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Sun., Sep. 21
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Winthrop man’s teenage grandson displaying medical expertise in Ghana

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WINTHROP - Doogie Howser’s got nothing on Jeovanni Oldfield.

Jeovanni, the 15-year-old grandson of Winthrop resident Marvin Baker, is currently completing a mission trip in Ghana, working at two hospitals inserting IVs and prepping patients for surgeries among other medical tasks.

The teenager lives with his mother, Heather Ann Baker-Oldfield, in Phoenix, Az., and occasionally visits the north country.

“I’ve been (in Ghana) for three weeks. I left on Aug. 10, and I just came because I always knew I wanted to be a doctor. The way they do things in Ghana, only certain hospitals can do surgery. I saw this opportunity and decided to go,” Jeovanni said.

As if studying and working in the medical field in an African country wasn’t impressive enough, Jeovanni is also taking college courses at Paradise Valley Community College at an age when many are focusing on obtaining their learner’s permit.

Jeovanni is also a senior in high school in Phoenix and will be leaving Ghana on Thursday to head back to school.

“I have one high school class and am a senior and will be taking five (college) classes. I get back (to Arizona) on Friday night and get the weekend to re-cooperate and then go back to school,” he said.

“He’s rather young and he’s been interested in medicine for as long as I can remember,” Ms. Baker-Oldfield added. “He’s had experience in doing many medical clinics in hospitals in the Phoenix area.”

Mr. Baker said that his grandson is far from the first member of the family to dive into the field of medicine.

In fact, Mr. Baker’s sister is a medical director of a hospital in Globe, Az., and he has a brother-in-law that does missionary work in Haiti, as well as working as a vascular surgeon in Wisconsin.

“I also have a niece who is a doctor in (Wisconsin) and she is following in his footsteps,” the Winthrop man said. “(Jeovanni) is an expert fencer, and he plays football too. He goes to a prep school in Phoenix, Az.”

Ms. Baker-Oldfield graduated from Parishville-Hopkinton Central School in 1989 and said that she and her son periodically return to St. Lawrence Country for visits.

“This just came along so perfectly when they offered him the opportunity for the mission trip. ... In preparing for this trip he took many online classes specific to the medical field in Africa,” she said. “I try to talk with him as much as possible, but it is difficult because of the connection and reception. The place where he is staying has other college students from all over the world on their internships.”

Jeovanni has been staying in Kasoa, Ghana during his mission trip and travels every day to the hospitals in Pokuase - nearly two hours away.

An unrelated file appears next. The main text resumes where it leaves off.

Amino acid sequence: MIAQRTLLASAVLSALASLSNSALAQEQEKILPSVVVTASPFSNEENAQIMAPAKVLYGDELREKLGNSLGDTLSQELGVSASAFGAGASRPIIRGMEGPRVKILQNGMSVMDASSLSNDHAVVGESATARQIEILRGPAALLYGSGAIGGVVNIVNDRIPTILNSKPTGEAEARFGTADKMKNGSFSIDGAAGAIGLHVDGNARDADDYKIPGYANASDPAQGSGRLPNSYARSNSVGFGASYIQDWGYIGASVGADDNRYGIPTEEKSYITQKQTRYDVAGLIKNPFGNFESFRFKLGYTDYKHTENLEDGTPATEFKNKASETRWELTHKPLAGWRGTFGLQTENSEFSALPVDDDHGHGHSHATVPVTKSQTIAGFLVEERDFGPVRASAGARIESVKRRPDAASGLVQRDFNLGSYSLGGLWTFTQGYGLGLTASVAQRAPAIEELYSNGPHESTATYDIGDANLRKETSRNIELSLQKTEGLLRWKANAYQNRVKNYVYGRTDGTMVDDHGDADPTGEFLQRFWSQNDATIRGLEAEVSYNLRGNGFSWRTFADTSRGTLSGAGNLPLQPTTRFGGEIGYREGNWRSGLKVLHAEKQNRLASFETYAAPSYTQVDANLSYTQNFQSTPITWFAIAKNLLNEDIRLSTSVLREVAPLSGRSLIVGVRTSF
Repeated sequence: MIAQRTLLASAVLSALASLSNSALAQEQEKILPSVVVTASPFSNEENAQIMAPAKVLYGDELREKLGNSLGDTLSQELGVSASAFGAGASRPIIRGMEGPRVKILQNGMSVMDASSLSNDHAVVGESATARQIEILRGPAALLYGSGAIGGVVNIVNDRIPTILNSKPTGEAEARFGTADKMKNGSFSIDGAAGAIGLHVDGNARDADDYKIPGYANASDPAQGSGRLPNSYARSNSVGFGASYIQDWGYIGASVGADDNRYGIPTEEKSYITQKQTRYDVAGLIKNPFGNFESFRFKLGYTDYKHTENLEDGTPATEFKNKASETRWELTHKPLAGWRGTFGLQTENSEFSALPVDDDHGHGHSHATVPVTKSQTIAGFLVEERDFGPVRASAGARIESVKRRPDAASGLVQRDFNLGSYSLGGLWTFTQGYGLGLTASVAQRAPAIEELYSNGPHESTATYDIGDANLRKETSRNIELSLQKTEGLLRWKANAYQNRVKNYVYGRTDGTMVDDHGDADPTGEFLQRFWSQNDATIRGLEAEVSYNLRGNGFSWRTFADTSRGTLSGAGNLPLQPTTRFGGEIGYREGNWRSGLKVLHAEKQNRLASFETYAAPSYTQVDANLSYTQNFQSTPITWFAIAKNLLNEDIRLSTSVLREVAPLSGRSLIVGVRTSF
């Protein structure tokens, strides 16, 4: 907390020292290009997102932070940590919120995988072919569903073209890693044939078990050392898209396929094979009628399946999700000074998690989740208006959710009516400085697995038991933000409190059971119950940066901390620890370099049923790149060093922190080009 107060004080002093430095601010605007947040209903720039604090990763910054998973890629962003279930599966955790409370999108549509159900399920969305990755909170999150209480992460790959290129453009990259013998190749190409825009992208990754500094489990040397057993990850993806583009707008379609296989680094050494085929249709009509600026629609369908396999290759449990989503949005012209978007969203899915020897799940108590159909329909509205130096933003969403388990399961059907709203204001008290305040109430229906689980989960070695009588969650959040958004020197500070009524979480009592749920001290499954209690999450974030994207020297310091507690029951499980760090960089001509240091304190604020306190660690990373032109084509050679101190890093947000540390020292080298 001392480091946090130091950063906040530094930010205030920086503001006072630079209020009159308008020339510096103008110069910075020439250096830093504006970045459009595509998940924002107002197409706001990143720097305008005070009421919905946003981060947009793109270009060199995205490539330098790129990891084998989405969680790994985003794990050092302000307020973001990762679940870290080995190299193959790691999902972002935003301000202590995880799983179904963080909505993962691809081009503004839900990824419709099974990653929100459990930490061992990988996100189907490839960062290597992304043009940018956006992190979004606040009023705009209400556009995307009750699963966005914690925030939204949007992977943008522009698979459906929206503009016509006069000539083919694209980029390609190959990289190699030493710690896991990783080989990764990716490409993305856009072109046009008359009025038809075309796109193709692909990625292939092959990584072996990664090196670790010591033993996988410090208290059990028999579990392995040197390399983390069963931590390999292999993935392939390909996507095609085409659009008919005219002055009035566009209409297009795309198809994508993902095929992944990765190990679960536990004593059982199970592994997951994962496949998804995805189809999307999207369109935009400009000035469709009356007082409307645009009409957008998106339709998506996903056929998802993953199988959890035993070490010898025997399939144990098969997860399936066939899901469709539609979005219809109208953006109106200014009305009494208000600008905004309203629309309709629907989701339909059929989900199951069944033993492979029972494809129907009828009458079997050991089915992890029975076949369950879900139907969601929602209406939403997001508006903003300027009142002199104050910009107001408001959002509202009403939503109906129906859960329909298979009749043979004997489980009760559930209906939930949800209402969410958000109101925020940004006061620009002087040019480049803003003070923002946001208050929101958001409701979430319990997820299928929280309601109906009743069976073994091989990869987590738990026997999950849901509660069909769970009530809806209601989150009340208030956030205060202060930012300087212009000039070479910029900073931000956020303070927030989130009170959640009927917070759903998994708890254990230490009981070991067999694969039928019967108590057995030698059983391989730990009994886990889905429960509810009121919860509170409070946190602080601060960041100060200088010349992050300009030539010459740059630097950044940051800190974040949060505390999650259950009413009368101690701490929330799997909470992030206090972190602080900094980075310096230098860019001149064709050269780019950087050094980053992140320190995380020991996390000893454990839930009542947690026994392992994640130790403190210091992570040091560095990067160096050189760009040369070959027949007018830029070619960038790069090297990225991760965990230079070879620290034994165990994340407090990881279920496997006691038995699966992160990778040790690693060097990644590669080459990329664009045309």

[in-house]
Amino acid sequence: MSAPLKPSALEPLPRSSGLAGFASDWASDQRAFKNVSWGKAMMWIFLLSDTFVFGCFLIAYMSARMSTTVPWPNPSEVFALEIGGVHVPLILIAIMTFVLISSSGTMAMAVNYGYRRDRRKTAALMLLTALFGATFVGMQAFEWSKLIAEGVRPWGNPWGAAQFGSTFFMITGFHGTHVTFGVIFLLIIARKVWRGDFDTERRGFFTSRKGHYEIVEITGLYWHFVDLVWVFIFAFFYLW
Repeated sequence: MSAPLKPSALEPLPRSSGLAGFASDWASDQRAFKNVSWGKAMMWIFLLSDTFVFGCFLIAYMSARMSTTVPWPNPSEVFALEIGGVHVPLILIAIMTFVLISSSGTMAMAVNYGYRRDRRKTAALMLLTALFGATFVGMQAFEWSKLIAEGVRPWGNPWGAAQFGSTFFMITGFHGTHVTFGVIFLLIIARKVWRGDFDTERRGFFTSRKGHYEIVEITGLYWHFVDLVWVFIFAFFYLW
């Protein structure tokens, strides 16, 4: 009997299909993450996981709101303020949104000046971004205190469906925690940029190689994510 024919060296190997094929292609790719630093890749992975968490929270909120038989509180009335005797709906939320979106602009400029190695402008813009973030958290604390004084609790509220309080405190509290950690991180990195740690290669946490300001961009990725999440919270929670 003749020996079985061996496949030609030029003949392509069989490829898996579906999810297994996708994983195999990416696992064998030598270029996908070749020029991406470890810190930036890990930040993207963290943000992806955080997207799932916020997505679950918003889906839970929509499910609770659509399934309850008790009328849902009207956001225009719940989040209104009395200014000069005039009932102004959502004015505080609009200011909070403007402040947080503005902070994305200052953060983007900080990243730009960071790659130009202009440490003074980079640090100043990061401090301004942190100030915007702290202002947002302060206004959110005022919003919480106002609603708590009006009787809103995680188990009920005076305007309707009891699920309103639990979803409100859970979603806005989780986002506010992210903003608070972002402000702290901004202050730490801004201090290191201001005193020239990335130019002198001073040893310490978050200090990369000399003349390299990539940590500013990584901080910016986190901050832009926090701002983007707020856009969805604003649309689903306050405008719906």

“I have shifts in the morning and afternoon. I wake up around 5 and get (to the hospital) around 7. Then the morning shift is 7 to 2 and the afternoon shift is from 2 to 5. It’s basically 7 to 2 or later,” Jeovanni said. “When I first started off it was very basic – taking vitals, pulse, etc. The next day I was doing vaccinations, IVs for any patient being submitted. That’s what I’ve been doing.”

He said that he is the youngest volunteer without a family his program - Helping Abroad - has ever had.

The outbreak of the highly fatal Ebola virus in Western Africa has dominated news headlines lately.

Though the disease has hit countries surrounding Ghana, Jeovanni indicated that it has not hit the country he is working in yet.

He also noted that the disease may not be what you think in terms of its ability to be transmitted.

“A lot of them are misled by the media. I had to study a college class beforehand. Ebola is not a hand-to-hand contact (disease) and is more like a disease that is transmitted,” Jeovanni said. “People say it’s hand-to-hand contact but it’s not. If you cough in someone’s face, have an open cut or any bodily fluid, (the transmission) can occur.”

The 15-year-old student has taken his medical talents from coast-to-coast in the United States and has now brought his expertise to an entirely different continent.

Jeovanni said that he may end up back in the Empire State though, depending on where the help is most needed.

“New York has always been my home kind of place. Half of my family is from there and once I finish college I may want to help out in America on the east coast,” he said. “I don’t know if I’d come back to Ghana but would want to go back somewhere that needs help.”

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